Jumping on the grenade
It most certainly does not disgrace all of journalism if an employee of a media organization criticizes his company.
That’s standard behavior—of a media workplace, or your workplace, or any workplace.
Nobody ever said or intimated otherwise, as far as I know, until Tuesday.
That was when our state’s chip off the old huffy block, Mike’s and Janet’s daughter Sarah Huckabee Sanders, spewed forth in the White House press briefing room. She did so in official behalf of the simpleton demagogue who is our preposterous second-place president.
She was sacrificing herself once more to find a way to support this inexcusable man, Donald Trump.
At issue was his assertion that the greatest news organizations in the world report “fake news.” That’s what he calls accurate reports of wrong, nonsensical or dishonest things he’s said or done.
He specifically despises CNN, which recently apologized for and retracted a false story, as it should have, and let three people go.
It can happen to anybody. Trump, for example. His fake news that Barack Obama was not a citizen, that the Obama administration bugged Trump Tower, that James Comey ought to worry about tapes and that his inaugural crowds dwarfed Obama’s—wrong, every one; retracted never promptly if at all, and certainly never apologized for. And Trump didn’t resign or get fired, regrettably.
Sanders, filling in for Sean Spicer as the daily White House briefer, referred the White House press corps to an undercover video from a rightwing attack artist.
She invoked the video although she said she didn’t know if it was accurate.
Let me repeat that in case you skipped past it without spraying your coffee: The official White House spokesman, while accusing the media of spreading fake news, spread news she admitted might be fake.
It wasn’t. The video was a real thing. A pointless thing, but, still, a real thing.
The undercover right-wing attack artist had befriended a CNN medical news producer. He got the CNN medical news producer to say in a conversation, which the CNN medical producer didn’t know was being recorded, that his network’s focus on the Trump-Russian investigation was mistaken and “bull **** ” and that Trump probably was right to view it as a witch-hunt.
That’s not even a disgrace for CNN alone, which promptly explained that its employees are free to speak their minds.
To be fair, the medical news producer may be too busy lining up guests to appear on segments about low testosterone in aging men to be intimately familiar with the ins and outs of the political coverage.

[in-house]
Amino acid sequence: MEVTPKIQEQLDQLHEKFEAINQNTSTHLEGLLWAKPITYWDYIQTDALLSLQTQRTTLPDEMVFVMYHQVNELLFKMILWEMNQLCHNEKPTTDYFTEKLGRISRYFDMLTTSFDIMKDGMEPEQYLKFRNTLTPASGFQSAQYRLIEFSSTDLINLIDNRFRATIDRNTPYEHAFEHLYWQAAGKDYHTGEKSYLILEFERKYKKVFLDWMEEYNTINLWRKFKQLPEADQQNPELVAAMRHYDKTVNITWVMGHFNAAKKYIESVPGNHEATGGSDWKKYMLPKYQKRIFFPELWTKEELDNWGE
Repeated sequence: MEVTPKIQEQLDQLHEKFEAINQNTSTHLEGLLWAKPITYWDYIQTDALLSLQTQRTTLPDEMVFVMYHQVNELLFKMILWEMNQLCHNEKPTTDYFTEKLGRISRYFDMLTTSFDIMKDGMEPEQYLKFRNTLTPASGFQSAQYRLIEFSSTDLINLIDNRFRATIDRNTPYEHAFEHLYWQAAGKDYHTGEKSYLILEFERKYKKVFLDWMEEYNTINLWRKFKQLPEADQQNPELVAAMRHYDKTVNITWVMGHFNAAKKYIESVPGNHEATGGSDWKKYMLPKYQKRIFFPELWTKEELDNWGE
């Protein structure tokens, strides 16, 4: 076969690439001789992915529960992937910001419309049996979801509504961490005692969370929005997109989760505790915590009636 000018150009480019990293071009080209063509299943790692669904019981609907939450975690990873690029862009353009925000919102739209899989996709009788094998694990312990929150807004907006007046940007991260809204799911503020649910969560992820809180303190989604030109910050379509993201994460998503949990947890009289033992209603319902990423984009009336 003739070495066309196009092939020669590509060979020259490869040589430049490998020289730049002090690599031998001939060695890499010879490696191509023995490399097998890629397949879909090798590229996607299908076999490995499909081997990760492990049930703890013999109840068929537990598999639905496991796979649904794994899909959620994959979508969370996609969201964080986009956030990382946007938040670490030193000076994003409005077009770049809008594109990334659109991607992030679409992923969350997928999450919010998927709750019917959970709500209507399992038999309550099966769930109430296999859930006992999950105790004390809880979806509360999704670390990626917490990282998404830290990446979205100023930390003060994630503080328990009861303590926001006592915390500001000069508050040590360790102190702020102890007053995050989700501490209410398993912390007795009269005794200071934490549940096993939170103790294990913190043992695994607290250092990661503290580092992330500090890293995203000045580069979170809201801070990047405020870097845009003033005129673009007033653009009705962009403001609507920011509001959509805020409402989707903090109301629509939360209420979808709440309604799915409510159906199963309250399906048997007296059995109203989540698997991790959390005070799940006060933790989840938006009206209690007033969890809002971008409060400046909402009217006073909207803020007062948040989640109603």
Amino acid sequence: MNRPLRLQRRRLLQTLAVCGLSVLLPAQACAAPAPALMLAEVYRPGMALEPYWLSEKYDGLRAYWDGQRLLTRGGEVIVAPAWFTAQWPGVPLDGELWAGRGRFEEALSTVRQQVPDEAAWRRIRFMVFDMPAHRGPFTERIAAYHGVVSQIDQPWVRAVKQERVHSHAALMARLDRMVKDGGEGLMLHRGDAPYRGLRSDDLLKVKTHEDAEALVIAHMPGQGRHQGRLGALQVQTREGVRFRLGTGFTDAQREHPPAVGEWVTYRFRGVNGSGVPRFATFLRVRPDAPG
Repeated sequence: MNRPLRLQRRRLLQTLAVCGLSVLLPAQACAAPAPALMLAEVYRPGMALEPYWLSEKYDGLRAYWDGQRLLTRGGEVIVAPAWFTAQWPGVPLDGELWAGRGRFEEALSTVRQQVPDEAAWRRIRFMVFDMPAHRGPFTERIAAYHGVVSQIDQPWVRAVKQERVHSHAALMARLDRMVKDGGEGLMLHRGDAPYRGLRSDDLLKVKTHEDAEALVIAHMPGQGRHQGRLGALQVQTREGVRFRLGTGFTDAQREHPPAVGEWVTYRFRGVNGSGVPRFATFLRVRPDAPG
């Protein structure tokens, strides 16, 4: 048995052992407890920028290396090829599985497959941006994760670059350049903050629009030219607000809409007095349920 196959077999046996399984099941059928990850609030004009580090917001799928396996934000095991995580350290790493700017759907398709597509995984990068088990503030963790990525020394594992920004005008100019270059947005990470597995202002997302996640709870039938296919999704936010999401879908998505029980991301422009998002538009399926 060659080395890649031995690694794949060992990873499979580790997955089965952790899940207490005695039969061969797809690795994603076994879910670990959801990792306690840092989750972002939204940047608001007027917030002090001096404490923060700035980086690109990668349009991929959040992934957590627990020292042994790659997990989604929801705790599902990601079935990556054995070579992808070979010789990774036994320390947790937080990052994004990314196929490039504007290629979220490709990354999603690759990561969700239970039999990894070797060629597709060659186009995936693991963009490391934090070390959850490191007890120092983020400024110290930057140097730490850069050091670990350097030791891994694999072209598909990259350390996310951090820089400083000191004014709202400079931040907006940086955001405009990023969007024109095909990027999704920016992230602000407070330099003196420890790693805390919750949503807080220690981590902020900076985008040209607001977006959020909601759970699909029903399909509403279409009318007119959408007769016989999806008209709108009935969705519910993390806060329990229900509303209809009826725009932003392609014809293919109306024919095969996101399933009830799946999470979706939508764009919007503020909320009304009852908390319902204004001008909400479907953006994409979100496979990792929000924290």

It could be that the CNN political professionals agree privately with my view expressed in this column. It is that Trump probably didn’t collude with Russia and that his obstruction of justice in leaning on and firing Comey probably won’t amount to what the Republican Congress will find an impeachable offense.
But news professionals must stay on the scent if a special counsel and congressional investigative committees are leaving one.
It is true, and troubling, that the medical news producer on that video said CNN’s management was pushing the Russian collusion angle for ratings. But that’s more an indictment of the cable television 24-hour all-news culture, which is light years removed from the sum of all journalism.
Fox pushes its angle for ratings. So does MSNBC. So, too, CNN, apparently. These are niche enterprises pursuing niche markets. They’re generally bad for our dialogue.
But this specific issue comes down to these kinds of personally applicable questions:
Have I ever privately criticized the Democrat-Gazette’s news judgment or an editorial position? Or even done so publicly, such as last week in remarks to the state Democratic Party executive committee?
Or did I ever privately criticize the Arkansas Gazette when I was with it? Or even publicly, such as the time the relatively new Gannett owners bannered my column across the top of the front page the morning I was speaking to the Political Animals Club?
Let me answer those questions with one word: Maybe.
Did I disgrace all of journalism in those criticisms, if I made them, I mean?
I did not. I honored free press and free expression. I celebrated tolerance of differences of opinion.
Intra-office sniping is in a journalist’s nature, given as the nature is to independent thought and curiosity and—at risk of unfair stereotype—envy and irascibility.
It’s hardly a disgrace, Sarah. It’s human. It’s American. It’s freedom. It’s glorious.
But I understand. The human embarrassment you work for is reduced in the polls to his angry, uninformed base. He can’t dare lose that.
Trashing the great and storied American free press feeds red meat to the loyally misinformed. It insulates your ego-disordered boss when the great media organizations report unflattering truth about him.
It’s dirty work. I just hate that a nice young woman from Arkansas has to do it.
John Brummett, whose column appears regularly in the Arkansas Democrat-Gazette, was inducted into the Arkansas Writers’ Hall of Fame in 2014. Email him at email@example.com. Read his @johnbrummett Twitter feed.